Politics & Government

N.C. unlikely to join health care law challenge

RALEIGH, N.C. — An aggressive campaign by Republicans and their allies to override Gov. Bev Perdue's veto of a bill that would have the Tar Heel state join the legal challenge to the federal health care law appears to have fallen short of its goal.

The battle, perhaps North Carolina's first full-fledged veto fight, has been marked by pressure from the state Republican Party, robocalls from conservative outfits, lobbying by business groups and private meetings with lawmakers in the Executive Mansion.

But the indications are that Republican legislative leaders may have failed to round up enough conservative Democrats to override a veto by the Democratic governor.

After meeting with Perdue, a group of conservative Democrats plan to vote with Perdue to uphold the veto, state Rep. Jim Crawford of Oxford said. Crawford is one of two conservative Democrats who originally joined with House Republicans to pass the bill challenging the federal health care law.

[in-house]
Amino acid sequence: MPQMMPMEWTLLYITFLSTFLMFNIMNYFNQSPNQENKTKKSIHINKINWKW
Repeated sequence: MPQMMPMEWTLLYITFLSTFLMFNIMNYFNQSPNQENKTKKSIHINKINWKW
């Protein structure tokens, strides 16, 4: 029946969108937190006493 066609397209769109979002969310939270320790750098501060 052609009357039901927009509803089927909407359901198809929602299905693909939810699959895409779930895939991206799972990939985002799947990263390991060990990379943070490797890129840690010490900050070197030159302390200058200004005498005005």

"There are not but five or six of us who would consider it and we aren't," Crawford said. "Maybe this will send a message to these folks [House Republicans] that they need to start passing some reasonable bills that everyone can agree on."

The Republican-controlled legislature in February voted to make North Carolina the 27th state to challenge the constitutionality of the federal health care overhaul passed last year by the Democratic Congress at the urging of President Barack Obama.

Although Perdue opposed the state challenge, she initially said it was not worth picking a fight over what was a largely politically symbolic piece of legislation. She shifted her position after state Attorney General Roy Cooper issued an opinion that the bill was unconstitutional and could jeopardize the state's federal Medicaid funding.

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